White Collar Crime Spree
The survey, which was conducted between January and April 1999 by the Training and Research Institute of the National White Collar Crime Center in Morgantown, West Virginia, is the first of its kind in nearly two decades.
Findings from the report show that during a 12-month period, one in every three households (36 percent) was victimized by a form of white collar crime.
With regard to perceptions of the seriousness of white collar crime, the survey dispels early work that indicated the public was not concerned about fraud and white collar crime affecting them. The research shows that the public now views certain white collar crime offenses as equal to or more serious than certain traditional street crimes.
The Center asked: Which is more serious, armed robbery causing serious injury, or neglecting to recall a vehicle that results in a serious injury? Forty-eight percent said armed robbery, 39 percent said defective products and 13 percent said "equal."
The difference was somewhat more pronounced when the white collar crime offender's criminal intent was more evident. The Center asked: Which is more serious: armed robbery causing serious injury, or allowing tainted meat to be sold which results in one person becoming ill? Forty-five percent said tainted meat, 36 percent said armed robbery and 19 percent said equal.
Unlike prior surveys on perceptions of white collar crime, the Center's survey results showed white collar crimes need not result in physical injury for the public to view the crimes as serious.
When asked to compare street theft with fraud, slightly more respondents believed the fraud to be more serious (44 percent) than did those who found the street theft to be more serious (38 percent).
Florida's Insurance Commissioner Bill Nelson says policyholder refunds and other restitution will be made by American General to resolve allegations that several companies it acquired charged blacks more than whites for burial and other insurance, and that, even after the sale of race-based policies was halted in the 1960s, the insurers continued collecting higher premiums from African Americans. The agreed-upon relief also settles a private class action lawsuit.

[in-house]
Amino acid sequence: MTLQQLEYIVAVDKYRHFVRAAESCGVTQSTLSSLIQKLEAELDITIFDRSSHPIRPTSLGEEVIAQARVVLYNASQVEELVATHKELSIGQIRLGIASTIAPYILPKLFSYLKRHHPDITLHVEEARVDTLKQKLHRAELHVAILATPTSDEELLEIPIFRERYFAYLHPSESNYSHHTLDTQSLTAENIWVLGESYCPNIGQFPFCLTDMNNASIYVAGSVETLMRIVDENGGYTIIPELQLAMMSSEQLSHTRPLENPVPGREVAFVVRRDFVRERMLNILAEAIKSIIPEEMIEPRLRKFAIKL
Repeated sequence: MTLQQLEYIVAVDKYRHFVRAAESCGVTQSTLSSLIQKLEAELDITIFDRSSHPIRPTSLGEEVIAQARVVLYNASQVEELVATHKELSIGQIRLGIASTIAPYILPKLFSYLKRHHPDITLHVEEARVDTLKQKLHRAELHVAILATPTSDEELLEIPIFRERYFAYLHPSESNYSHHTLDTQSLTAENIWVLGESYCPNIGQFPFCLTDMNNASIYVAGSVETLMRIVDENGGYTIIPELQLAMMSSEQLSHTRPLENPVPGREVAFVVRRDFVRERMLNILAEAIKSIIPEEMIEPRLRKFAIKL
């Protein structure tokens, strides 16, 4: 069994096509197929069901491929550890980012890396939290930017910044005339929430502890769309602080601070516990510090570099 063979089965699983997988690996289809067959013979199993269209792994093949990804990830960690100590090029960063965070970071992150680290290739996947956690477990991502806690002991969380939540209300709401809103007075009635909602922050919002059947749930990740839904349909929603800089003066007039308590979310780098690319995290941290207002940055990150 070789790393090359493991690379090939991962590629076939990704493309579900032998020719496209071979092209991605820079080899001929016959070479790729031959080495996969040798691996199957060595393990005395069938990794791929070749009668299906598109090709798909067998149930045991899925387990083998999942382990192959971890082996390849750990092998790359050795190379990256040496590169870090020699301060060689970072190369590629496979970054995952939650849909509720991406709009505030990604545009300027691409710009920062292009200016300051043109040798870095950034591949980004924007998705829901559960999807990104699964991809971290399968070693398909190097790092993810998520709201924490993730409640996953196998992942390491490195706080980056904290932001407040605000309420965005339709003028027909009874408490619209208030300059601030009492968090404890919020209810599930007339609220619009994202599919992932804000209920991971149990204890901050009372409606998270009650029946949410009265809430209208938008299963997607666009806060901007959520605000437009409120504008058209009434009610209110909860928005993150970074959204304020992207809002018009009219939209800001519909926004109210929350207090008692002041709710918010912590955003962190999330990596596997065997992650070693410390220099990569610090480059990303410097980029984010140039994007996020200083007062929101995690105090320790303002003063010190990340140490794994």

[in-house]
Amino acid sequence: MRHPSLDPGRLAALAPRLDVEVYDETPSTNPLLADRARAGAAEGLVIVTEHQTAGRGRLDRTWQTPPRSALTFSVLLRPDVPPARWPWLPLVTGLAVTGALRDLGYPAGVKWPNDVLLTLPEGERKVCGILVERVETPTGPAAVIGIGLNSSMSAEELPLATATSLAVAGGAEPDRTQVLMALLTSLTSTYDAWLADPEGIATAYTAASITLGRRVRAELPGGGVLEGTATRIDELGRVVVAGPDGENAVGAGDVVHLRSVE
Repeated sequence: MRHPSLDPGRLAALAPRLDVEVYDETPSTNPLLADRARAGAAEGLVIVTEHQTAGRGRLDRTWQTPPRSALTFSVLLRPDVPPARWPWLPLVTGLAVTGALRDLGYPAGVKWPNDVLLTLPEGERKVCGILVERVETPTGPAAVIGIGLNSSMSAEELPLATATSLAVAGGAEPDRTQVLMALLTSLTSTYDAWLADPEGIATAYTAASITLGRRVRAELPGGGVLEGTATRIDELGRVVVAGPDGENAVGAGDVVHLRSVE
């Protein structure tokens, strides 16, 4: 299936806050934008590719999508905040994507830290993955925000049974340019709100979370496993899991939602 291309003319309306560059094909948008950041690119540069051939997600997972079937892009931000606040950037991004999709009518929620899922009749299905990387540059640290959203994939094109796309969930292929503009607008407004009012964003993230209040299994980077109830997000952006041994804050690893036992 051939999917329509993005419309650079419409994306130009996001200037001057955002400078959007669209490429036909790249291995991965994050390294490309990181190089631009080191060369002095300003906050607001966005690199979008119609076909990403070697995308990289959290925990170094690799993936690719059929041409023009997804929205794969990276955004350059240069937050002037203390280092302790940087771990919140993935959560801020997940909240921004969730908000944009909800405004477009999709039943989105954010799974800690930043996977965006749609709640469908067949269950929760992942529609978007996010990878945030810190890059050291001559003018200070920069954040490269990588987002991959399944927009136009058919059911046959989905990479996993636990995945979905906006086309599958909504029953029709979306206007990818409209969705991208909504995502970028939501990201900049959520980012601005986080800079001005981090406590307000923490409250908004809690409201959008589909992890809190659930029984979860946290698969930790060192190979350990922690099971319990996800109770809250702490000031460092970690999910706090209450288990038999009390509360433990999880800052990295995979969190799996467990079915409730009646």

The agreement imposes a $7.5 million sanction on the Nashville-based company to be split among various states based on the number of affected policyholders in each. American General also announced it voluntarily will contribute another $2 million to the National Association for the Advancement of Colored People.
The agreement -- the first stemming from Nelson's investigation of burial insurance sales by five companies --will cover about 4.9 million race-based policies or the policyholders' beneficiaries nationwide.
"It's tragic that this kind of discrimination and exploitation occurred in the first place," Nelson says. "It's incomprehensible that this practice continued up until recent days."
In the agreement, American General neither admits nor denies that it violated any state insurance laws.
Fronting for PhRMA
"It's bad enough that the drug companies price-gouge our seniors," says Public Citizen President Joan Claybrook. "Now they are spending millions from their ill-gotten profits in a shameless campaign to scare the elderly into opposing a common-sense program that would help them obtain the drugs they need at a fair price."
Over the past year, the prescription drug industry has buffeted the United States with wave after wave of deceptive advertising, part of a sophisticated campaign to protect the industry's multibillion-dollar profits, according to the Public Citizen report, "Citizens for Better Medicare: The Truth Behind the Drug Industry's Deception of America's Seniors."
Last year, the drug companies' regular lobby, the Pharmaceutical Research and Manufacturers of America (PhRMA), created the innocuous-sounding Citizens for Better Medicare to serve as its front group.
Through CBM, it has budgeted at least $65 million for television advertising since July 1999. This air battle has been supplemented with radio, print and Internet ads and telemarketing calls along with direct mail appeals from CBM and its member groups.
"Public Citizen researched CBM's self-described 'broad-based bipartisan group' and found a collection of shills, seedy direct-mail operatives and industry-funded research and lobby groups working in tight coordination with the drug lobby," says Frank Clemente, director of Public Citizen's Congress Watch.
CBM's director, Tim Ryan, was the marketing director for PhRMA before joining CBM.
-- Russell Mokhiber